First, if you consider the portion under each curve to the right of zero, then the “center of gravity” of each curve corresponds to the average edge.  The area under the blue curve to the right of zero has “center of gravity” at 0.00679.  This corresponds to an average edge over the house of 0.679% if a Banker wager is made every time it is player-favorable with 18 unseen cards. The area under the red curve in the box has “center of gravity” at 0.00479. This corresponds to an average edge over the house of 0.479% if a Player wager is made every time it is player-favorable with 18 unseen cards.

Second, the total area under each curve in its entirety is exactly 1. The fraction under the curve to the right of zero corresponds to the frequency of a player-favorable wager. The area under the blue curve to the right of zero is 0.04589. It follows that a player-favorable wager on the Banker bet occurs 4.589% of the time with 18 unseen cards. The area under the red curve to the right of zero is 0.05909. It follows that a player-favorable wager on the Player bet occurs 5.909% of the time with 18 unseen cards.

In summary, with 18 unseen cards:

• The Banker bet will be player-favorable on 4.589% of the hands. When the player has an edge making the Banker bet, his average edge is 0.679%.
• The Player bet will be player-favorable on 5.909% of the hands. When the player has an edge making the Player bet, his average edge is 0.479%.

The following tables summarize the pertinent data for the distributions above:

After each round is dealt from the shoe, the player will have an opportunity to make his next baccarat wager with 4-to-6 fewer unseen cards than the previous round. Using the data above, I was able to plot the total possible units that could be won per shoe using computer perfect play, based on the number of unseen cards at the start of the final round of the shoe. The following chart gives this information:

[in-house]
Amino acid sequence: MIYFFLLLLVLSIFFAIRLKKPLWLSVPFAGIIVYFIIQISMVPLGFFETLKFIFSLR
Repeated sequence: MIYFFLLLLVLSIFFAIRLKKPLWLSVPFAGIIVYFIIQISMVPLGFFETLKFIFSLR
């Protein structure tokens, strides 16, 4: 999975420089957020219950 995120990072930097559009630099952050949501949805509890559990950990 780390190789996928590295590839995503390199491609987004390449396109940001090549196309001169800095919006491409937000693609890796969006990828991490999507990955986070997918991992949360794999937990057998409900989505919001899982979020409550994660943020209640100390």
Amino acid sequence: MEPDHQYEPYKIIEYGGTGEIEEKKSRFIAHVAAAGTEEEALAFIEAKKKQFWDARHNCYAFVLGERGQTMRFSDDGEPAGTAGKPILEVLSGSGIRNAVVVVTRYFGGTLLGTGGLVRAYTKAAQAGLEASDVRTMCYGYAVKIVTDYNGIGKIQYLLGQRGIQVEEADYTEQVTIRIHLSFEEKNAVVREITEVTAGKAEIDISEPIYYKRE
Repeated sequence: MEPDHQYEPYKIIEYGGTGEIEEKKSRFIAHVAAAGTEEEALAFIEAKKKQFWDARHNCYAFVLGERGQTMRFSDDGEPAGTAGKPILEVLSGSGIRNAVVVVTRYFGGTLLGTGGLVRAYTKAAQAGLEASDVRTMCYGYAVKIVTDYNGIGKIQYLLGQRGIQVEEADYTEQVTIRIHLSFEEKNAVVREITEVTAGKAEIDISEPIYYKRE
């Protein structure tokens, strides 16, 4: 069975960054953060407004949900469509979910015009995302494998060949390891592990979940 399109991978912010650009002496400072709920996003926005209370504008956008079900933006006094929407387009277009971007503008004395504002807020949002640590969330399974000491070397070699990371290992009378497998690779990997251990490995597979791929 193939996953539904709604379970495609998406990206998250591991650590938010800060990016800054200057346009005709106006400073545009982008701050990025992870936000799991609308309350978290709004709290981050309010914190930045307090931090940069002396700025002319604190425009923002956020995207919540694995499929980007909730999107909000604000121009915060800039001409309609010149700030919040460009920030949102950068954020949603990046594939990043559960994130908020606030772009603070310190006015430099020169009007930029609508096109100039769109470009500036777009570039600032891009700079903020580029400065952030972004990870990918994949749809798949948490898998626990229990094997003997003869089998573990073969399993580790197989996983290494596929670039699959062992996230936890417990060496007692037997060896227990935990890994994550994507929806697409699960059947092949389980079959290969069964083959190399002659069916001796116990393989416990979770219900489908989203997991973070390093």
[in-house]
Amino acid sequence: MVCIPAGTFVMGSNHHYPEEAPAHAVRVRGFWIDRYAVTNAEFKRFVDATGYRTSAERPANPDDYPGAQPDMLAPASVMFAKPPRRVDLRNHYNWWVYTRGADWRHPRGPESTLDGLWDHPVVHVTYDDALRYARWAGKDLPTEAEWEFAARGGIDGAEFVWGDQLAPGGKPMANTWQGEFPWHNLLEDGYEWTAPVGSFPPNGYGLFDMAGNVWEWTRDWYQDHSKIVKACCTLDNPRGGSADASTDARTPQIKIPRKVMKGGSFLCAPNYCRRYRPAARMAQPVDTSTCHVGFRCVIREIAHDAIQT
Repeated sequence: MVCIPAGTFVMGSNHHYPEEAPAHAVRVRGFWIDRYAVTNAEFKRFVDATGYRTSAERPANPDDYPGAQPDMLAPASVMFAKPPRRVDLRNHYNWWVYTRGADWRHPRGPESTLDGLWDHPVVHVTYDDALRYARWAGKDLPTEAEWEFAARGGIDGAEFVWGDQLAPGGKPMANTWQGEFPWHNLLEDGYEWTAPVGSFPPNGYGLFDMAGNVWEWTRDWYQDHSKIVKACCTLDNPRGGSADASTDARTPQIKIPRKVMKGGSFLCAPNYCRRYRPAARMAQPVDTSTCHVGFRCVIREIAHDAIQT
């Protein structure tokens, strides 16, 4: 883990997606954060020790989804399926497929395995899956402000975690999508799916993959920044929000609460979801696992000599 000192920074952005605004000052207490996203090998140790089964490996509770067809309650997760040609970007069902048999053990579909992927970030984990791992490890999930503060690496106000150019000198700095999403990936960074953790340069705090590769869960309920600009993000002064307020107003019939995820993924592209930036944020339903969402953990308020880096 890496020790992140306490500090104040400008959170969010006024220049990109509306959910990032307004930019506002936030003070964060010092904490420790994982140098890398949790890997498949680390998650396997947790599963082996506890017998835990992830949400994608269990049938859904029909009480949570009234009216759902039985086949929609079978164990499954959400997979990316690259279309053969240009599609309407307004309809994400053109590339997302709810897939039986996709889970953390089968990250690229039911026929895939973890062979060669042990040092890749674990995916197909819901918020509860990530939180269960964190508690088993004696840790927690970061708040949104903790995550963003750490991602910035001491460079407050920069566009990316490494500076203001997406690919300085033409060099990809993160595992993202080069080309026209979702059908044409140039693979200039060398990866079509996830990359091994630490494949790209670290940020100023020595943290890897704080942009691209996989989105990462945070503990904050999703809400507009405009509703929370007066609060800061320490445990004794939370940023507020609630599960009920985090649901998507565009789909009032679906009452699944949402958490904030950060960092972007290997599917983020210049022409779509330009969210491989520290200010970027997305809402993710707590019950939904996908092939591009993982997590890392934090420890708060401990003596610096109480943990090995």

In particular, with the final round occurring with 18 unseen cards and with computer perfect play:

• The profit per shoe for the Player bet is at most 0.000705 units.
• The profit per shoe for the Banker bet is at most 0.000871 units.

No card counting system can exceed these practical limits. To put this in dollars and cents, suppose that an AP is using a card counting system to try to beat baccarat. This hypothetical player never wagers unless he has the edge over the house. When he has the edge on the Banker bet, he wagers \$1000 on it. Whenever he has the edge on the Player bet, he wagers \$1000 on it. Then:

• The profit per shoe for the Player bet is at most 70.5 cents per shoe.
• The profit per shoe for the Banker bet is at most 87.1 cents per shoe.
• The profit per shoe for making both Player and Banker bets is at most \$1.58 per shoe.

Maybe he’s the world’s most perfect card counter. Or perhaps he is using a computer. Or maybe he is just psychic. It doesn’t matter. Just assume this player somehow knows exactly when he has the edge over the house and whenever he does, he bets \$1000. The practical limitations on the earning potential for this player are profound -- \$1.58 per shoe for a wager size of \$1000.

In other words, baccarat cannot realistically be beaten by computer perfect play.  Occam's razor then dictates that a suspected advantage player is either lucky, using a stronger method (card sorts, ribbon spread, etc.), or is a crook.